Housing values increased by 1.6% in the March quarter, adding around $12,000 to the value of each Australian home.

CoreLogic’s national Home Value Index (HVI) rose 0.6% in March, on par with February’s increase, taking the current upswing in housing values through its 14th straight month of growth. Since declining -7.5% between April 2022 and January 2023, the national HVI has increased 10.2%, or, in dollar terms, by approximately $71,832, rising to new record highs each month since November last year.

Every capital city except Darwin (-0.2%) recorded a rise in dwelling values over the month, although CoreLogic’s research director, Tim Lawless, notes the monthly gains continue to be punctuated by diversity.

“At one end of the scale we have Perth’s housing market where values were up 1.9% over the month, followed by Adelaide and Brisbane with 1.4% and 1.1% growth. The remaining capitals are showing much lower rates of change, although Melbourne is the only capital city to record a negative quarterly movement, down -0.2% over the first three months of the year.”


Pace of growth accelerates, relative to first quarter 2023

The national quarterly pace of growth has accelerated from 1.4% in Q4 last year to 1.6% in Q1 2024. Although housing values are rising faster than at the end of last year, the quarterly trend of growth has halved relative to the middle of last year when home values were rising 3.3% quarter-on-quarter.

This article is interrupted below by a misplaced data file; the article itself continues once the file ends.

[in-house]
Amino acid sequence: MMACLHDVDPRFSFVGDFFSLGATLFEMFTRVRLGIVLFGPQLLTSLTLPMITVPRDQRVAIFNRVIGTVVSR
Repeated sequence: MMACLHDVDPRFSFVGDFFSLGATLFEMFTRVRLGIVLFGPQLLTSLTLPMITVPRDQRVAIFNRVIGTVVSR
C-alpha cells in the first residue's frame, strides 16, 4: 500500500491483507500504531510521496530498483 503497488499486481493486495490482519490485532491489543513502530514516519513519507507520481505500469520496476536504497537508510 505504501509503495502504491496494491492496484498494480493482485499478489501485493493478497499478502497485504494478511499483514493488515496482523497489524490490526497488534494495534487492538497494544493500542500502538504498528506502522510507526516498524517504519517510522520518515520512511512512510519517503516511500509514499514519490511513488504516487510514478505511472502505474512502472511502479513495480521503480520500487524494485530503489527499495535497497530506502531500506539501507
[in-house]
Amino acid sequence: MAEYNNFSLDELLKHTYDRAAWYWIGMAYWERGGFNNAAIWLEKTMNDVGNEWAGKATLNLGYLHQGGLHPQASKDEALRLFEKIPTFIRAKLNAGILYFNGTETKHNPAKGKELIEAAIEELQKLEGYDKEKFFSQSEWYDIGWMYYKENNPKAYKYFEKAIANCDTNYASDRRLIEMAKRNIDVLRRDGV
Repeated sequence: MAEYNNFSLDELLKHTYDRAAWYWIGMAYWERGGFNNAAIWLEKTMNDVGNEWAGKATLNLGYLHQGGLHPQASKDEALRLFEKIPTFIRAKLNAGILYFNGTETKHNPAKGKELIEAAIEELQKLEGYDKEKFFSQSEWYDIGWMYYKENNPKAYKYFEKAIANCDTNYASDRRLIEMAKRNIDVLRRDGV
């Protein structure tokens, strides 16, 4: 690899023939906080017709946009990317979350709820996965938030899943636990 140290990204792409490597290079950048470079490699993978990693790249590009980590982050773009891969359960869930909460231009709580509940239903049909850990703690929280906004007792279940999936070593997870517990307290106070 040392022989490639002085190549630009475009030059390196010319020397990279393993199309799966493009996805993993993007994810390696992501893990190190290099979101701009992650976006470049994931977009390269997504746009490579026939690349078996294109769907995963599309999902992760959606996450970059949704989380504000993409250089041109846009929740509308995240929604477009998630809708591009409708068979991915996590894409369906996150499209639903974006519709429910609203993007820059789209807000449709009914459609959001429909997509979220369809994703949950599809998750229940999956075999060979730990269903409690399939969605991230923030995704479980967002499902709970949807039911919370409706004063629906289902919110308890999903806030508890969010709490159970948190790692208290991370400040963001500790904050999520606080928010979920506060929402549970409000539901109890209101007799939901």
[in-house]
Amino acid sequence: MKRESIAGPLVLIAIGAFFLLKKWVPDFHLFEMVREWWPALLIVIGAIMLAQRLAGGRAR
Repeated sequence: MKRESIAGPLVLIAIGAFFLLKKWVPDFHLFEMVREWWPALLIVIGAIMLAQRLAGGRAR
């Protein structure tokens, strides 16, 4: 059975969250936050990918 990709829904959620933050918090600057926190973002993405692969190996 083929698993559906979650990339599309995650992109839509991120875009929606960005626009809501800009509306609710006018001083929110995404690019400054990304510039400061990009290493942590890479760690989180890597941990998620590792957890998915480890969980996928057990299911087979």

“Rate hikes, cost of living pressures and worsening housing affordability are all factors that have contributed to softer housing conditions since mid-last year. However, an undersupply of housing relative to demand continues to keep upwards pressure on home values despite these headwinds,” Mr Lawless said.

“The diversity in housing value outcomes can be explained by significant differences in factors like housing affordability, demand-side pressures from population growth and shortcomings in housing supply. Focusing on the extreme growth conditions in Perth, despite such a rapid pace of capital gains, housing values remain relatively affordable compared with the larger capital cities. Housing remains in short supply and purchasing demand is still high due to interstate and overseas migration rates that are well above average.”

Last month’s ABS population data showed some of the extremes in both interstate and overseas migration trends for WA more broadly. Net overseas migration to WA was running well above average at 18,122 in the September quarter of last year (up from a decade average of 4,639 per quarter), a trend seen in most states. Unlike some of the states, net interstate migration held well above the previous decade average of -96, reaching 2,237 in the quarter. The extreme flip in demographic trends has delivered a significant positive demand shock across WA housing.


Lowest quartile leads growth in most capitals

After being led by the upper quartile most of last year, the strongest growth conditions have migrated to the lower quartile across most capital city markets. Across the combined capital cities, lower quartile home values increased by 3.1% in the first quarter of the year compared

with a 0.7% rise across the upper quartile of the market.